By Michelle Rae, M.S.W., RSW
PACT Level II practitioner
Can you imagine living in a world where every person—adult and child alike—started and ended his or her day feeling loved and connected to another? In a culture that values independence, autonomy, and self-reliance, and that views vulnerability and interdependence as weaknesses, knowing how to operate as a two-person system (one that promotes taking care of me and you at the same time) can feel like an incredibly foreign idea. Yet, research tells us that children who are securely attached have the confidence to explore their world. They know that their caregivers have their backs and will be there to catch them should they stumble or fall, no matter what. The same is true in adult romantic relationships. The need for secure attachment is not something we outgrow.
Part of what drew me to PACT was a desire to improve my own marriage. The more I studied PACT, the more I became aware that I was in an insecure-functioning relationship. And as a result, sadly, it ended. At the same time, I was drawn to work with couples in my practice so I could help them make the most of their “we” system. I might not have had that fully yet in my own life, but I understood its significance.
“We have each other’s backs,” “Fairness, justice, and sensitivity” and other PACT maxims resonate strongly for me. Although seemingly straightforward, these concepts can be difficult to put into practice. We naturally feel bad when the person we love most in this world and who loves us just as deeply can’t figure out how to work collaboratively and cooperatively when conflict arises. This kind of problem is often what leads partners into my office. It rarely has to do with the specifics of what they are fighting about, and has everything to do with not knowing how to work with and manage one another.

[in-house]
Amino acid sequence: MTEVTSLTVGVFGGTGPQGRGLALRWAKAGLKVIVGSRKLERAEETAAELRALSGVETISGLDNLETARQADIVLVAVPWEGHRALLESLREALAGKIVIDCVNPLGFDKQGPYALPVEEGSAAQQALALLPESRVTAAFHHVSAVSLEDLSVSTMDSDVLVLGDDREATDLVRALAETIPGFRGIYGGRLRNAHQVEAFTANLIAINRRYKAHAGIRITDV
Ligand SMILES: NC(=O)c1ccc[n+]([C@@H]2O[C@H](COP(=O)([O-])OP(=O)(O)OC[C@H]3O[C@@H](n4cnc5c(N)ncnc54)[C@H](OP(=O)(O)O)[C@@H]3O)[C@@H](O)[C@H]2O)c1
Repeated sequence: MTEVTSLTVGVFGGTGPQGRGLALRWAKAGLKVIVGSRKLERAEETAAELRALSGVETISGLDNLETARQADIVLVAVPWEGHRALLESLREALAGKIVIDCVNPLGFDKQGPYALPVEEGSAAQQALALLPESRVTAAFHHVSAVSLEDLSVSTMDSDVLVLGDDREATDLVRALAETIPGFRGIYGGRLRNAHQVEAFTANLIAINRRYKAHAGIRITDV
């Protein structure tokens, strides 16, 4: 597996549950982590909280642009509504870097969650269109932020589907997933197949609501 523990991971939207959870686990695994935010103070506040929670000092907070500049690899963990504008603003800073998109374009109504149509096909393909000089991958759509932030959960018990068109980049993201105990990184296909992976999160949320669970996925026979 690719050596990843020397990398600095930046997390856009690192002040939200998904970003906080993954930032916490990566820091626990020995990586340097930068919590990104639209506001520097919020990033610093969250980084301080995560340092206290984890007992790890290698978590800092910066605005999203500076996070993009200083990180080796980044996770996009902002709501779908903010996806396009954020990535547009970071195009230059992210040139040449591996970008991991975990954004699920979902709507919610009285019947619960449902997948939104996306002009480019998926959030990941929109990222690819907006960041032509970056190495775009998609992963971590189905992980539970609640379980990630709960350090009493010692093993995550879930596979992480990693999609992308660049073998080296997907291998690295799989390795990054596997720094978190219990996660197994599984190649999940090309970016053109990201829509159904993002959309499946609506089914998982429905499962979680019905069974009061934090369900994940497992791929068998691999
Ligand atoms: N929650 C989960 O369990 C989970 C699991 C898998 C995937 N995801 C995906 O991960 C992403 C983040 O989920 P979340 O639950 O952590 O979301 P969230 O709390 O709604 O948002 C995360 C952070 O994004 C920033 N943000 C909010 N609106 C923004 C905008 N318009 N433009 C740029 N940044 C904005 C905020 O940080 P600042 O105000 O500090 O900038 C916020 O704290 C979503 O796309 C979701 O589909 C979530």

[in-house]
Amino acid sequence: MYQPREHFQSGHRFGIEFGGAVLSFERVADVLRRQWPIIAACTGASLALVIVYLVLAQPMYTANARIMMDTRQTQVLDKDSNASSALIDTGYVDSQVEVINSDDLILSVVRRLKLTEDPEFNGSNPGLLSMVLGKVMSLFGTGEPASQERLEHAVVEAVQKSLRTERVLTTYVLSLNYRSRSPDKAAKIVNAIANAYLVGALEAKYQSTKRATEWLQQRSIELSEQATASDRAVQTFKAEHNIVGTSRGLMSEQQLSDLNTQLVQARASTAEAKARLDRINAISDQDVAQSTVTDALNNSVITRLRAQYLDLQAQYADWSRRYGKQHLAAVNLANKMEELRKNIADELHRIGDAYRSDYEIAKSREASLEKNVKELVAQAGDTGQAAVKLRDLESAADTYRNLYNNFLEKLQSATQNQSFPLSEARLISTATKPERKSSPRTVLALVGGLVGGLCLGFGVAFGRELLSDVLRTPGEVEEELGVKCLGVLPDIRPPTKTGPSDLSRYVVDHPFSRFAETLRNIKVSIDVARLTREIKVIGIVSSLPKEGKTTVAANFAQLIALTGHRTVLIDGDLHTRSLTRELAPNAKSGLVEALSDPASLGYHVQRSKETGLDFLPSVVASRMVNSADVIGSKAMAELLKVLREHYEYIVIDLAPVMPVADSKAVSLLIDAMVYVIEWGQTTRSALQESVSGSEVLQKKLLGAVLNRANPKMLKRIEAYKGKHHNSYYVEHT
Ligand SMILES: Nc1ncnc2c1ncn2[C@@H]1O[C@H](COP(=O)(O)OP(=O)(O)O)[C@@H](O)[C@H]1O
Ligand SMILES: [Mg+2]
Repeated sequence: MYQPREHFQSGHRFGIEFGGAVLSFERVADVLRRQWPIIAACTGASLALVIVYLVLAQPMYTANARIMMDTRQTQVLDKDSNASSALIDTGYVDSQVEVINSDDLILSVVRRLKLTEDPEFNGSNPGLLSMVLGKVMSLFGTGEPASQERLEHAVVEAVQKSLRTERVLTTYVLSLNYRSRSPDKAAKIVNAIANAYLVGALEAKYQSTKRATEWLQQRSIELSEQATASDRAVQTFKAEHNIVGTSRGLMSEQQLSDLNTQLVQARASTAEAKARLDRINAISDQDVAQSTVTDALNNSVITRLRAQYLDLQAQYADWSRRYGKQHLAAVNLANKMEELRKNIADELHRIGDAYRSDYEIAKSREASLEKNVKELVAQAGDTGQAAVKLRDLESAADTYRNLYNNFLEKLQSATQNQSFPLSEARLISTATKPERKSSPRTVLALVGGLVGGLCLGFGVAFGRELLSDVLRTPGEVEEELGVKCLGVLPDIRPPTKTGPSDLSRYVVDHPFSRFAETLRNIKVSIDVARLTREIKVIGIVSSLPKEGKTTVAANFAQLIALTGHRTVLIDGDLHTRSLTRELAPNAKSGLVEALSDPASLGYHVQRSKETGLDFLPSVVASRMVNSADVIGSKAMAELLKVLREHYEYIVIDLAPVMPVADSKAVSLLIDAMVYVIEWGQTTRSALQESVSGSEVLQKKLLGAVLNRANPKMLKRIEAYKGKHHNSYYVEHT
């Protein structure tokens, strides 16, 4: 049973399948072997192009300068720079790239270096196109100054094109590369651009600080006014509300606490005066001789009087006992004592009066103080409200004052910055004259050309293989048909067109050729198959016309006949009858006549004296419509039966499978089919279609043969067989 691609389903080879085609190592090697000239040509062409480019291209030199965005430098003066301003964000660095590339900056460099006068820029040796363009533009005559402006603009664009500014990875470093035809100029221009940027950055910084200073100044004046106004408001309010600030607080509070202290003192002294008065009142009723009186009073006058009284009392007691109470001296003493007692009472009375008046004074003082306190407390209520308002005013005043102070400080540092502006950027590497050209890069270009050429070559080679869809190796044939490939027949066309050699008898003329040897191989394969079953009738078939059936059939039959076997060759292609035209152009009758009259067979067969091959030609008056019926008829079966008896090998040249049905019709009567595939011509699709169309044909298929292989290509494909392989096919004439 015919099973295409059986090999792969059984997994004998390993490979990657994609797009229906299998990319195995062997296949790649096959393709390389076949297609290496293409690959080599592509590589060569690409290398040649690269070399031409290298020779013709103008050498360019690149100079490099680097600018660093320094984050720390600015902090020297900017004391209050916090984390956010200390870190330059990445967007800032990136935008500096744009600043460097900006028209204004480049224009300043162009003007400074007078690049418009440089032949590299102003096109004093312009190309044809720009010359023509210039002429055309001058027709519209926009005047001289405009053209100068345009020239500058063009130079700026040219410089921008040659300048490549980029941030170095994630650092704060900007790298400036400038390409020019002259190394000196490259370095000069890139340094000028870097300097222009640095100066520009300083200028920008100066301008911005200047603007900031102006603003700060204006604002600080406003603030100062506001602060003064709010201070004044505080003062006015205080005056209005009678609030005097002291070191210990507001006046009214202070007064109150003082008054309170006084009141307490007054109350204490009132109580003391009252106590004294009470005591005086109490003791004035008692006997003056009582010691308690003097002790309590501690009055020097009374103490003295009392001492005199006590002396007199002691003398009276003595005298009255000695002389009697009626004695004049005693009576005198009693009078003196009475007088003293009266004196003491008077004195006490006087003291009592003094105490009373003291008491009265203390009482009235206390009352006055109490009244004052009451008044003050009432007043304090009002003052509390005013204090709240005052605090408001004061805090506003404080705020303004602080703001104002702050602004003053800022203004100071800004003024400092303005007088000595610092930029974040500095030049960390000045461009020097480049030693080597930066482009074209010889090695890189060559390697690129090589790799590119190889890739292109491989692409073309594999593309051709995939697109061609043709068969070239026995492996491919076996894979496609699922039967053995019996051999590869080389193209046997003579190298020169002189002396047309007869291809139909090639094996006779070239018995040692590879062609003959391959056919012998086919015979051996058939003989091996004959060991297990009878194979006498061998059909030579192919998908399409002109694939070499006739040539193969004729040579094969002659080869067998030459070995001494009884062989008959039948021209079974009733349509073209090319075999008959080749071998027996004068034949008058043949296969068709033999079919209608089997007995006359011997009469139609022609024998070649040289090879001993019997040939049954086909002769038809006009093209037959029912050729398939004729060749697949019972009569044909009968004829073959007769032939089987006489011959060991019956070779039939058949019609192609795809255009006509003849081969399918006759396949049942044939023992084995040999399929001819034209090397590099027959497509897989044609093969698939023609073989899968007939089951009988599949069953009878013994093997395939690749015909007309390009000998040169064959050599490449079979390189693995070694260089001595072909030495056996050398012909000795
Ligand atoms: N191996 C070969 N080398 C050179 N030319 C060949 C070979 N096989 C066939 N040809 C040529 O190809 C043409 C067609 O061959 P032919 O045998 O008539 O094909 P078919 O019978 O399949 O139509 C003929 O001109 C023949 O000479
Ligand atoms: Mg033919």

We enter adulthood with a blueprint for relationships that is informed primarily by our experiences growing up within our family of origin. For better or worse, we import our knowledge about intimate relationships from what we knew in that family. In most cases, our caretakers were figuring things out as they went, doing the best they could as they tried to parent us. Thus, most of us carry scars and relational wounds that show up in our intimate relationships, often without warning or awareness of where these came from.
Couples who are attuned to one another learn to anticipate where their vulnerabilities and landmines lie. When these relationship time bombs are detonated, secure-functioning couples work quickly to soothe and relieve each other of distress.
Perhaps, aside from a newborn baby, there is nothing more beautiful to watch than a couple in connection with one another. The way they gaze at each other lovingly, the attunement and synchronization of their movements, and how they anticipate the other make for a beautiful dance of intimacy. These two people exist in a private world, with its own rules, culture, and principles to guide them. When done mindfully, in a secure-functioning manner, the results are life changing—not only for the two in the couple system, but for all those who come into contact with them.
Often, however, when couples come into my office, they are the opposite of beautiful to watch. They are lost in their anger and hurt, and unwilling or unable to acknowledge, let alone attend to, their partner’s hurts, as well. However, I find it something of beauty to watch as couples get on board with and commit to being in a truly two-person system. It is so satisfying to see the transformative power of PACT as they adjust the lenses through which they view each other. I feel fortunate that couples allow me the privilege of being with them at their most fragile, and of using the principles of PACT to guide them toward a much more fulfilling relationship that embodies what it means to be secure functioning.